Ukrainian forces have recently scored some victories against Russian troops in the country. While Russian President Vladimir Putin is under pressure to deal with a Ukrainian counteroffensive, it is difficult to predict his next move.
Ukrainian forces have recaptured thousands of square kilometres of territory and several towns from Russian troops and appear to have the upper hand in the areas they are fighting. Some Ukrainian officials have already said they could win.
Ukraine’s Defense Minister Oleksii Reznikov told French newspaper Le Monde on Monday that he was confident the recent results would “snowball”. “We will see the retreat of the second strongest (Russian) army in the world,” he said.
The Russian view of the situation
According to Russian experts, the Ukrainians attacked in a direction the Russians may have expected, but they lacked the troops and means to absorb the blow.
In the south, the Russian reserves arrived three hours after the strike, and in the Izyum-Balakley direction, they came much later.
The Ukrainians dispatched all they could, including forces from Kyiv and the south and battalions trained in Poland and the United Kingdom for many months with NATO equipment and weaponry.
Izyum win is only tactical
Russian Defense Ministry spokesman Igor Konashenkov said on Monday that Russian forces were bombing eastern territories recaptured by Ukraine and that Russia would continue to fight “until the objective is achieved.” Russia announced on the 13th that it had launched a “massive” offensive on the Ukrainian front. The Russian military would undoubtedly execute a significant manoeuvre.
Recent Ukrainian military accomplishments are significant but only tactical. The Ukrainian military’s attack could not continue forever, and the Ukrainian army must be strengthened, particularly near the Russian border.
Vladimir Putin, concerned with domestic public opinion, has “limited” alternatives. Putin has so far refrained from mobilising Russian conscripts, a move that would significantly raise expectations on the population and might further destabilise society. Conversely, the alternative of a total Russian army withdrawal is similarly tricky since both the military and the populace anticipate victory.
The Russian option and the onset of winter
However, it cannot be ruled out that the tactical military scenario in the Izyum might again shift in favour of Russia. Regardless of the outcome of the subsequent phase, the battle would persist for a long time.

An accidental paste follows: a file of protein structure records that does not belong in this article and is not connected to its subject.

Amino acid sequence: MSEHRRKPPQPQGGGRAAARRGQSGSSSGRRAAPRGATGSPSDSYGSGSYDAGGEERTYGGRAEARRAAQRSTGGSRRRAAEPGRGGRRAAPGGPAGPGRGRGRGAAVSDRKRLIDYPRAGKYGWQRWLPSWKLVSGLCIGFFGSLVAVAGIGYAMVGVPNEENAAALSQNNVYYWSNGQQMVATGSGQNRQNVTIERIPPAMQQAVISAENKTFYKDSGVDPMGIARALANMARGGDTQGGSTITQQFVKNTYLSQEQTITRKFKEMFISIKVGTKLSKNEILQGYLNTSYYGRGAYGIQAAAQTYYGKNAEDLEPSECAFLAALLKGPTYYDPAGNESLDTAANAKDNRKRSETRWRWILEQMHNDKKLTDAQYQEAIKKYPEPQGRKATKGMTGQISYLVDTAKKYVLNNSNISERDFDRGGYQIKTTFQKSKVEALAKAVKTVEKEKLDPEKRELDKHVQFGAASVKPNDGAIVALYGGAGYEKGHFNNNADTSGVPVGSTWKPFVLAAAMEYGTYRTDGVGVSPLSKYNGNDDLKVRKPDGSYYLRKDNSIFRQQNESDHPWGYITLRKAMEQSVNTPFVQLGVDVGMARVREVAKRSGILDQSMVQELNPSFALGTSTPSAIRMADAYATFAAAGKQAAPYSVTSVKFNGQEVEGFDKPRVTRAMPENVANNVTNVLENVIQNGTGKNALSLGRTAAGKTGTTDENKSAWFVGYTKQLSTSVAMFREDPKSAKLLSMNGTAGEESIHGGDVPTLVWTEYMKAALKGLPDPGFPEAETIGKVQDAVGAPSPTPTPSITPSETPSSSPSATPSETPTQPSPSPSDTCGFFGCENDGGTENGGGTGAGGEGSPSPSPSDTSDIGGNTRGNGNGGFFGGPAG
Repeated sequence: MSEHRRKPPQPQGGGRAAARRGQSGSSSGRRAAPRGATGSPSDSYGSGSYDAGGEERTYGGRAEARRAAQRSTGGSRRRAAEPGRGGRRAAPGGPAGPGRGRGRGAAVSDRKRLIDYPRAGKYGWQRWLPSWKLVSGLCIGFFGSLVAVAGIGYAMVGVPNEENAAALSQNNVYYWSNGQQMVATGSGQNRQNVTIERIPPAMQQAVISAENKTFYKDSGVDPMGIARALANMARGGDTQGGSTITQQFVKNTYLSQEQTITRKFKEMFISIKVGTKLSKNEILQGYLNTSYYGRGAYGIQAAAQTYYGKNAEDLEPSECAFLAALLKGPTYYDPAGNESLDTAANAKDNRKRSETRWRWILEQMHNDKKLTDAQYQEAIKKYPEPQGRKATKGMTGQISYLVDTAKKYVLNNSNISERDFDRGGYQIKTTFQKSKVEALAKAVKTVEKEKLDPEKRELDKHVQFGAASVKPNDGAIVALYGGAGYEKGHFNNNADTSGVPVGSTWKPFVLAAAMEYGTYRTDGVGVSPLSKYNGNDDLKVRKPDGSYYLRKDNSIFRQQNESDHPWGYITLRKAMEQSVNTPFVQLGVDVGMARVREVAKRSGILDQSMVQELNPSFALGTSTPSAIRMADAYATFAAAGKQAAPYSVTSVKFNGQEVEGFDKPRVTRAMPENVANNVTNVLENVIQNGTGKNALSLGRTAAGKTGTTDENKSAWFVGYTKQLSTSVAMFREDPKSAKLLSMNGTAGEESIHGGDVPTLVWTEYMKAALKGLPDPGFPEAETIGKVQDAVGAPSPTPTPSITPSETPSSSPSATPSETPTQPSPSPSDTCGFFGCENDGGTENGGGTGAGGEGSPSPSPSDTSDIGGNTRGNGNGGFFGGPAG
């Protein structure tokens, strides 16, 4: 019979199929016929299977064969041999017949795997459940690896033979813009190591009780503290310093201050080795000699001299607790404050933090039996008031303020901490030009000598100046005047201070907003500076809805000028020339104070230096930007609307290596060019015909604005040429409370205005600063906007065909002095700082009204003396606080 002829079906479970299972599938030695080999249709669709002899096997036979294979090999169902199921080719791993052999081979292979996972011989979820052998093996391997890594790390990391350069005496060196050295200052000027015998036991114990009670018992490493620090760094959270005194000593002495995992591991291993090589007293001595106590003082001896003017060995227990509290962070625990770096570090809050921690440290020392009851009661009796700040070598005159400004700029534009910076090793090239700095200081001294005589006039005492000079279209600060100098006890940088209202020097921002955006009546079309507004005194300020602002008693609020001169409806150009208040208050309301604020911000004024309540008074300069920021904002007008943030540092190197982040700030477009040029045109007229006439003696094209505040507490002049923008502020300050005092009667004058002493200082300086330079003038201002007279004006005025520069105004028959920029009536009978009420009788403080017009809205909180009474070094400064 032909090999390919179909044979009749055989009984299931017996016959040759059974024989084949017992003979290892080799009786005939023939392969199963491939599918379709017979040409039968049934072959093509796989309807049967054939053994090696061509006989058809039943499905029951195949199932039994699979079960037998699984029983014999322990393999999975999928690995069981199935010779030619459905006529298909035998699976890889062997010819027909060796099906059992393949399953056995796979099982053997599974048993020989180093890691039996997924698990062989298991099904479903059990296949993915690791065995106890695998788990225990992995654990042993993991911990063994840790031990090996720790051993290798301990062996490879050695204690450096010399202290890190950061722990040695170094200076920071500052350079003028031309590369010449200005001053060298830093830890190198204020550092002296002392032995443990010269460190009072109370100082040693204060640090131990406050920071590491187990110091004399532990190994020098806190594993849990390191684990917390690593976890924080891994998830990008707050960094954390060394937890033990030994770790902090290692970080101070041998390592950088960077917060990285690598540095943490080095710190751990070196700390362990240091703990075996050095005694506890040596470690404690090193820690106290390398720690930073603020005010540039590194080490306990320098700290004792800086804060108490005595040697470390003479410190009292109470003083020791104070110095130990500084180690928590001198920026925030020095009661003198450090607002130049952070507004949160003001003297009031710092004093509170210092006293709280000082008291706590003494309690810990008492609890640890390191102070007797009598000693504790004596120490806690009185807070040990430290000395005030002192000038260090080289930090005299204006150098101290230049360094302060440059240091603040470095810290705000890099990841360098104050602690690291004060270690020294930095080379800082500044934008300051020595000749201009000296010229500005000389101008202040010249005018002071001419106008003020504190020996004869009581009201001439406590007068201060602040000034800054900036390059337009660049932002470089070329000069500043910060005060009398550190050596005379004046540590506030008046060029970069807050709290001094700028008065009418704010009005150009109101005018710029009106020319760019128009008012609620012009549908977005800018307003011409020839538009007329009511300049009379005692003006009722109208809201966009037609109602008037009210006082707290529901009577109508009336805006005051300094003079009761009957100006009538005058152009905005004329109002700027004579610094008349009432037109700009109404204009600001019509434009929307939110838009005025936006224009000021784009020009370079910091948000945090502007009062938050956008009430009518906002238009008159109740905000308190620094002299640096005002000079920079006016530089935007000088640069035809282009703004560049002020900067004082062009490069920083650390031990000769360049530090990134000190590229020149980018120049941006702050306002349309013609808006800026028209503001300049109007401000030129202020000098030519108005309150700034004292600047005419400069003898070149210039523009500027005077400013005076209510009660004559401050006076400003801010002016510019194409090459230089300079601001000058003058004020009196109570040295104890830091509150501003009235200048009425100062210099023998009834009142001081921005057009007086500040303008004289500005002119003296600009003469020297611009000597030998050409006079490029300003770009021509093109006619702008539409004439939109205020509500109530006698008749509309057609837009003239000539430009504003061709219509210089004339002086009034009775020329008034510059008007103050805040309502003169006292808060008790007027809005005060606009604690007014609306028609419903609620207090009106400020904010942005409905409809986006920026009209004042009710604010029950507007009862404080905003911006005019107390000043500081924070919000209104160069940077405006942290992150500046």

Putin might be awaiting a wintertime deterioration of Ukraine’s “socioeconomic difficulties.” Russia might continue to strike the infrastructure of Ukraine, causing “great issues.”
Russia may be unable to handle enormous territory and extended fronts due to a shortage of military personnel, which may be the source of its most significant difficulties.
As the winter approaches, entire Europe might be affected by the lack of gas and electricity, leading to further deterioration of their economies. This will also affect both support to Ukraine and logistics. Russia says it is up against NATO, not Ukraine, who are merely sacrificial sheep.
Former Pentagon spokesperson and current head of strategic communications for the US National Security Council, Rear Admiral John Kirby, commented on recent events in Ukraine. He said that Russia faced “substantial challenges” in its Ukraine war. He talked highly of the Ukrainian military.
The Ukrainian progress has been “rapid” and “impressive,” according to Kirby, but there is still a great deal of ground to retake, especially in the south of the nation, where Kyiv’s soldiers are confronting stiffer Russian opposition near the city of Kherson.
He said that the conflict does not seem to be in a position where it can be resolved diplomatically.
He said President Putin has a vast array of military options available to him, and he may use these prospects in Ukraine and other places.
The New York Times recently published an article suggesting that neither a total triumph for Russia nor Ukraine would satisfy the United States and the rest of the West. It said that in the case of a Russian victory, the West would suffer reputational harm, which may be politically expensive, and that in the event of a “success on the Ukrainian side,” there are substantial economic and energy risks associated with Moscow’s potential responses.
Realities on the ground
Compared to the 116,000 square kilometres occupied by the Russians, who are still expanding, Ukraine has only seized roughly 6000 – 8,000 square kilometres of land so far.
This is consistent with what Putin said on February 24, that he thought Russia hadn’t lost anything and it won’t lose anything.
In a few years, Russia would have stitched up an alternative to the West dominated world order with China, Iran, specific CIS, South American and Asian countries.